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Re: Mini benchmark.

John Carter <ECE@dwaf-hri.pwv.gov.za> writes:

> I am contemplating writing some largish programs in CLISP. But before 
> I commit myself to this I need a very rough idea of performance. I 
> have this pet little bench mark which calculates e=2.71828... I like 
> this benchmark because :-
>   1) It reflects floating point performance, (which I am 
>      most concerned with).

But you have to be careful to measure the performance with the same
kind of floating-point numbers.

> Here it is in C or C++...
>   double x, y;

These are IEEE double-precision floats (53 mantissa bits).

> And finally, the point of this whole message, in Lisp...
> (defun test (n) 
>   (let ((x 1.0) (y (+ 1 (/ 1.0 n))))

These are, by default in Common Lisp, single-floats, i.e. (in CLISP)
IEEE single-precision floats (24 mantissa bits).

Giuseppe showed us declarations for short-floats (20 mantissa bits or so?).

You cannot directly compare timings of computations with different
kinds of floats.

> According to my tests I rank languages like so..
> ...
> Compiled CLISP
> Compiled EMACS Lisp
> GNU C++ (33 times faster than Emacs lisp and 170x faster than Actor)

Admittedly, CLISP's floating-point performance for single/double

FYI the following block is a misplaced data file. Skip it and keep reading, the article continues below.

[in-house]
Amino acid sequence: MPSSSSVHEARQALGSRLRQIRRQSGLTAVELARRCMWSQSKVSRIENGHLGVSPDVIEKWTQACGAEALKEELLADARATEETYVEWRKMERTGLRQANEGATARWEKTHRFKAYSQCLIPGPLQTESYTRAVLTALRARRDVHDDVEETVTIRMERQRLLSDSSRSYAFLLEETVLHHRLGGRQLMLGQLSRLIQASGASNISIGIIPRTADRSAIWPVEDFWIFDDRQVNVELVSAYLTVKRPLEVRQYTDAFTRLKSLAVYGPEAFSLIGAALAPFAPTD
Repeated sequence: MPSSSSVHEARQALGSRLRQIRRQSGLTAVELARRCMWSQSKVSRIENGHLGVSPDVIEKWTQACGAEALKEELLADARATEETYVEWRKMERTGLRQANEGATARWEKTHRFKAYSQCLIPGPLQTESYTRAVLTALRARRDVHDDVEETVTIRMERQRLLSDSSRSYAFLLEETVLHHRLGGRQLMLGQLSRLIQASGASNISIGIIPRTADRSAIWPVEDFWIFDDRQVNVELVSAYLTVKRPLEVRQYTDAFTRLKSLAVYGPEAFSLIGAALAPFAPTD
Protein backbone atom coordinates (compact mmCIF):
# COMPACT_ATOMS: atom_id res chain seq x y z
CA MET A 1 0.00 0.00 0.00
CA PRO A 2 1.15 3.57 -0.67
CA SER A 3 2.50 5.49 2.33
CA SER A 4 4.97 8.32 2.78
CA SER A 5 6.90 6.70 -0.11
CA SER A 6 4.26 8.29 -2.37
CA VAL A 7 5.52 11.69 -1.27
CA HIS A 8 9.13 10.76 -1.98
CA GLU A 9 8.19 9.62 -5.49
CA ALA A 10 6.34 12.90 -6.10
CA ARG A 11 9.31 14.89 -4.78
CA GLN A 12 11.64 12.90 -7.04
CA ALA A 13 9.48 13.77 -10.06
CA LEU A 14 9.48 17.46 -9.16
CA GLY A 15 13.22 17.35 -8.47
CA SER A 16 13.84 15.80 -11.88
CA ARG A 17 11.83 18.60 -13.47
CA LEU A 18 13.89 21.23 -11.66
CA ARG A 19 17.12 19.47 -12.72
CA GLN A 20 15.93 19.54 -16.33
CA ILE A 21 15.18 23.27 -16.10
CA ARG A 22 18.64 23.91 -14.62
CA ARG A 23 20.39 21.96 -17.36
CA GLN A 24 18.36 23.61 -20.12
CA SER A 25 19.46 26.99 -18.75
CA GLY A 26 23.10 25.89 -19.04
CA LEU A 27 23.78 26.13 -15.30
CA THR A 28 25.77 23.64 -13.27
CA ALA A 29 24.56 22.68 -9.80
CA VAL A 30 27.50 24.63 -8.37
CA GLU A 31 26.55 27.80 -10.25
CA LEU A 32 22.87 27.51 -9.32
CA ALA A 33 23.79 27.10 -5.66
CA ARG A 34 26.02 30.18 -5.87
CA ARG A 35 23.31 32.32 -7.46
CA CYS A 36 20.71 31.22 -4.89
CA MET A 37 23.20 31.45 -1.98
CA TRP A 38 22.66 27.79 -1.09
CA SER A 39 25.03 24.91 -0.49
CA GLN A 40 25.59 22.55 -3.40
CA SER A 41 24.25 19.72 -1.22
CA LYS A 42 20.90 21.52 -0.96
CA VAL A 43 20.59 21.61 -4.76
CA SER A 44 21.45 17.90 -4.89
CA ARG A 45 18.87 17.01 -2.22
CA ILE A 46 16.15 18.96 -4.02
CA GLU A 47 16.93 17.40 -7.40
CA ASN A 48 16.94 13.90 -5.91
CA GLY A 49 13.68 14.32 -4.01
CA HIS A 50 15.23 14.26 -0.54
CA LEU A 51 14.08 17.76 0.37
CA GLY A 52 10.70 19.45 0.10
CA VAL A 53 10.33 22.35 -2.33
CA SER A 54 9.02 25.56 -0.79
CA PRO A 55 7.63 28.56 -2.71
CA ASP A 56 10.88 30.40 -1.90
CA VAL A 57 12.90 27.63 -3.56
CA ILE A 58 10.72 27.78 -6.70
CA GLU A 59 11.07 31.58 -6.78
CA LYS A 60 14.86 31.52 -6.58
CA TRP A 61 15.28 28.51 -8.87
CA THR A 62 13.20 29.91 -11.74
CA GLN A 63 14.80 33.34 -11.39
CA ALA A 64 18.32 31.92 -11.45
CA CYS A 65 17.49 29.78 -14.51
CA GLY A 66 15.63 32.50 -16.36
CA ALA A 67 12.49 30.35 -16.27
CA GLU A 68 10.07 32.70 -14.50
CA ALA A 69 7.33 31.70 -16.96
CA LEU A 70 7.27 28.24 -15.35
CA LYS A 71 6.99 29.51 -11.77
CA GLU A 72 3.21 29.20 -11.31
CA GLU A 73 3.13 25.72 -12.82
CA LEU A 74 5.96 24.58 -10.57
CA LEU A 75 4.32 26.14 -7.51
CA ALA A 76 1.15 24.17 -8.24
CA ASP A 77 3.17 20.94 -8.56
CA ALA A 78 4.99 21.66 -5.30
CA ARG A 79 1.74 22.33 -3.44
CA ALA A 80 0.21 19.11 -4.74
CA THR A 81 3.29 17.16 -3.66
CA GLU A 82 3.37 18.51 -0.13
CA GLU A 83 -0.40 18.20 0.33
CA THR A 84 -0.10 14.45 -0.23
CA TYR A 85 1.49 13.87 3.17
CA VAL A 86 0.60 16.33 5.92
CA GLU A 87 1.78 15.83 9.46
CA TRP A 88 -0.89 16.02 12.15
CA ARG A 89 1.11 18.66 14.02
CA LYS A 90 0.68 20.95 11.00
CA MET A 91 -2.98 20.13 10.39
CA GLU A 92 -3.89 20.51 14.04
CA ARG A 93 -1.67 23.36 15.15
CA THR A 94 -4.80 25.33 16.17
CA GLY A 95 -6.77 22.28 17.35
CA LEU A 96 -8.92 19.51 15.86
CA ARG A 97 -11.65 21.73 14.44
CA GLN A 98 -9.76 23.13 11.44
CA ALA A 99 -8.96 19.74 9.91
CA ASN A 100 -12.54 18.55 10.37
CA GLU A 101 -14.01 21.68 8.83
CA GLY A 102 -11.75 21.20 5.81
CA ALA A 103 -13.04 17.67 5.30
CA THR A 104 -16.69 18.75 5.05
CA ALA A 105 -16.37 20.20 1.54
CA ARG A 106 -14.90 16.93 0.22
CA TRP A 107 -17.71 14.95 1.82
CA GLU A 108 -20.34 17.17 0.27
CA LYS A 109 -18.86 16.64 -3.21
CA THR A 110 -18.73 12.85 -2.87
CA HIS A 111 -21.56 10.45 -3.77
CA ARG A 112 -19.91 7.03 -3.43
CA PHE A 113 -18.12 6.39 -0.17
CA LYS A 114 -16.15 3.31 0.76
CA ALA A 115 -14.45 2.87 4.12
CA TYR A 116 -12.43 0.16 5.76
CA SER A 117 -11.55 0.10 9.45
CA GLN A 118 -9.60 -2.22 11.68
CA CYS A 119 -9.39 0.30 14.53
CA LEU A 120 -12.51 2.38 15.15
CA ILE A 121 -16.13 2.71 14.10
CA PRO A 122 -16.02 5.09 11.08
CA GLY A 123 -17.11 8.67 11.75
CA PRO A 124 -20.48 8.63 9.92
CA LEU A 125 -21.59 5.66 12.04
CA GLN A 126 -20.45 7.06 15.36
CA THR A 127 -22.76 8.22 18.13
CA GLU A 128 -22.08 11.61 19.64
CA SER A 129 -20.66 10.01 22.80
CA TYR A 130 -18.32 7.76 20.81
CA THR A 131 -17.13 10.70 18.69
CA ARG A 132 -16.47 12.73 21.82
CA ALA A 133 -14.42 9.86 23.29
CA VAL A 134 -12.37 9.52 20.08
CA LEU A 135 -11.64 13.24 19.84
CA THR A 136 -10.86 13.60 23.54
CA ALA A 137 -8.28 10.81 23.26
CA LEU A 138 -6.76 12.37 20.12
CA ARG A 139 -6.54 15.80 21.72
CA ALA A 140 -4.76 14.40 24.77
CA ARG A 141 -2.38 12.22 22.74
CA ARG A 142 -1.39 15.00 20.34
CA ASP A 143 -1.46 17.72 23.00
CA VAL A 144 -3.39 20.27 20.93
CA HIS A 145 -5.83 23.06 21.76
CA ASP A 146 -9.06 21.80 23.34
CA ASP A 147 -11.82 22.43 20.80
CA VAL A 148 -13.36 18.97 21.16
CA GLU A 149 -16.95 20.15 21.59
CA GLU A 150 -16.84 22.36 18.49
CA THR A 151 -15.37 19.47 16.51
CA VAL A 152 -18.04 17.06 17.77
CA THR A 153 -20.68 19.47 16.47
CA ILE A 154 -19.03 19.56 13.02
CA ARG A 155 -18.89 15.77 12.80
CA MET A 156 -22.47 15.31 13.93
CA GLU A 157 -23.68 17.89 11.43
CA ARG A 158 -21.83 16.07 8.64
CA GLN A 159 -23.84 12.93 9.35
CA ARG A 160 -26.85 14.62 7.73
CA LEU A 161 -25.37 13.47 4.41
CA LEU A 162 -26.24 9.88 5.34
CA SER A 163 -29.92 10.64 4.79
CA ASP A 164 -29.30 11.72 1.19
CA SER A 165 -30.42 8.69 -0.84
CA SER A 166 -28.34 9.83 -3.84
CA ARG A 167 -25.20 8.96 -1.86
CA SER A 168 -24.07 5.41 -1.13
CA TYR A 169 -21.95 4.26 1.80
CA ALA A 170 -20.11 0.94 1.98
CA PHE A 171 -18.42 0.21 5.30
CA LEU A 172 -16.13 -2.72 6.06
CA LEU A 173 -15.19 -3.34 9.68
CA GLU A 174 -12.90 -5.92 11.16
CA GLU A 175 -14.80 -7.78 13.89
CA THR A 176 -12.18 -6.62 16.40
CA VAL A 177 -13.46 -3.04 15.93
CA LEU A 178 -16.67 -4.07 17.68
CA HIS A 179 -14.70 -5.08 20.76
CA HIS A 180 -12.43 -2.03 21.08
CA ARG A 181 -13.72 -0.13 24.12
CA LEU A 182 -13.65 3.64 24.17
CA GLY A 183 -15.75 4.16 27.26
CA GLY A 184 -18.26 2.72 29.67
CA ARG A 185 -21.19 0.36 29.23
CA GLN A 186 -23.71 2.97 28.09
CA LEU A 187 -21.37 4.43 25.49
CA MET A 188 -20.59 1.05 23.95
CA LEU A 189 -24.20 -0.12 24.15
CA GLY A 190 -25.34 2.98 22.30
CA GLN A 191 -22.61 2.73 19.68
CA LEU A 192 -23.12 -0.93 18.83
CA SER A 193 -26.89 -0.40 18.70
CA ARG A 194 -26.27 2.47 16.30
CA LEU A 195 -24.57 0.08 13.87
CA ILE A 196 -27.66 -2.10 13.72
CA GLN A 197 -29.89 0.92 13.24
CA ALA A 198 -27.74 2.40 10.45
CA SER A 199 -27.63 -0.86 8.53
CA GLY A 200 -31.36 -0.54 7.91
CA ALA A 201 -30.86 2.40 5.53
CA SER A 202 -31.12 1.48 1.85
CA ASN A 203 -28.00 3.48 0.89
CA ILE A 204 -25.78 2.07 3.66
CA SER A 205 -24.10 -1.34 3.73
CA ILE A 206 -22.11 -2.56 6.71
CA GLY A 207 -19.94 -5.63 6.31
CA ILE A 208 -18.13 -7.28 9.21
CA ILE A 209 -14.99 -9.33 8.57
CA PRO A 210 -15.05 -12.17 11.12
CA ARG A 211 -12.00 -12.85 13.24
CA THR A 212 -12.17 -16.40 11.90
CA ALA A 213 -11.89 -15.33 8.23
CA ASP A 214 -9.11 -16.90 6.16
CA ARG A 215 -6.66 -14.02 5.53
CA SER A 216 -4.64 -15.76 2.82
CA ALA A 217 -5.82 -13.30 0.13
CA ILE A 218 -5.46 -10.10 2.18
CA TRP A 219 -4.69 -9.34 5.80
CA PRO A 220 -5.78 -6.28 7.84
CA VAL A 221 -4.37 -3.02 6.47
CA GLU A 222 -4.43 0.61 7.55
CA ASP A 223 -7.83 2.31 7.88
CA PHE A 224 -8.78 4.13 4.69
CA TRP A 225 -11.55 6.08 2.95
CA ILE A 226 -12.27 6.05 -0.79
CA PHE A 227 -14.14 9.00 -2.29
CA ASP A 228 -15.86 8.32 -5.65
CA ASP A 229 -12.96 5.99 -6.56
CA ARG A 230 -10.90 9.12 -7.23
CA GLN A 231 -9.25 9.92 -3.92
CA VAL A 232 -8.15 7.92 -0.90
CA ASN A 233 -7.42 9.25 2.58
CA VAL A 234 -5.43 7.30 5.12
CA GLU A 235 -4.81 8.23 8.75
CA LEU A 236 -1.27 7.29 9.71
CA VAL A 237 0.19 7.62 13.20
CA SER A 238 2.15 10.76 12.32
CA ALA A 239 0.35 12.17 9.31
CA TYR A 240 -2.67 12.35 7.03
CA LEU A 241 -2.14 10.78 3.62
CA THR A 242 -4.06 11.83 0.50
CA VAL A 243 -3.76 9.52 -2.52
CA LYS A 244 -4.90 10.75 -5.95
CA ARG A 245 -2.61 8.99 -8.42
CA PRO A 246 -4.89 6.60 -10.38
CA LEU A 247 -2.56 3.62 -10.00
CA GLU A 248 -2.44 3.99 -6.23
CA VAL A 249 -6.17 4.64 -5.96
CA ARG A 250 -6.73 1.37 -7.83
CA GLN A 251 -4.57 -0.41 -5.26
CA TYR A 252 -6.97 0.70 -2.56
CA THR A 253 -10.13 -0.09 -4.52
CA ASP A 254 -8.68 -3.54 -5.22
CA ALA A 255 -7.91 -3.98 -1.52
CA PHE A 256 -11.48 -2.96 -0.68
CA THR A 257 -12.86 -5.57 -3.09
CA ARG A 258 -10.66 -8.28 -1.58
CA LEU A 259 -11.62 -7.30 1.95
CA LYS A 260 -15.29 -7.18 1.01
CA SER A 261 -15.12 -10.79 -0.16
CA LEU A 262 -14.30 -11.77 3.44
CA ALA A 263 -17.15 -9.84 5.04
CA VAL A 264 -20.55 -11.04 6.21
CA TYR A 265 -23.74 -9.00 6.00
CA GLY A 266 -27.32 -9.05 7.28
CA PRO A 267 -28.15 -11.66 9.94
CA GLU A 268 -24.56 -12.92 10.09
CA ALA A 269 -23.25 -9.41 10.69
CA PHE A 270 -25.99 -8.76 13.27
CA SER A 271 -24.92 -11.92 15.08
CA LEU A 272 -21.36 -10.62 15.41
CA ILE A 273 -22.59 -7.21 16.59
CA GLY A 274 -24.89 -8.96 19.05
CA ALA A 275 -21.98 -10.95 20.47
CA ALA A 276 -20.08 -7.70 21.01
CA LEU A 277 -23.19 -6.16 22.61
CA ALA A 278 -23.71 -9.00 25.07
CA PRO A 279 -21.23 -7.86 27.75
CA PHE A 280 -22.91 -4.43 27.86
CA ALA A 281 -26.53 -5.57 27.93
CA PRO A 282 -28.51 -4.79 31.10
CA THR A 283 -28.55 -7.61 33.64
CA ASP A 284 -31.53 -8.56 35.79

floats is not good. (The Gabriel FFT benchmark shows this as well.)
But in CLISP, you can increase the precision of your floats as much as
you want, just by changing the *DEFAULT-FLOAT-FORMAT*,

Say you want to compute e by its power series, like this:
(defun e (&optional (x 1.0))
  (do* ((n 0 (1+ n))
        (y (float 1 x) (/ (* y x) n))
        (sum (float 0 x)))
       ((= sum (setf sum (+ sum y))) sum)
) )

In CLISP you don't have to change your program _at_all_ if you want
to increase the precision of the result:
> (e)
> (e 1.0L0)
> (e (float-digits 1 200)) 

(Of course, the built-in function EXP is still twice as fast than the
function E presented here.)

If this feature is not useful to you and you rely heavily on floating-
point performance, then you should try some other Lisps such as GCL or
(as Giuseppe pointed out) Ecolisp.

Bruno Haible                                     email: <haible@ilog.fr>
Software Engineer                                phone: +33-1-49083585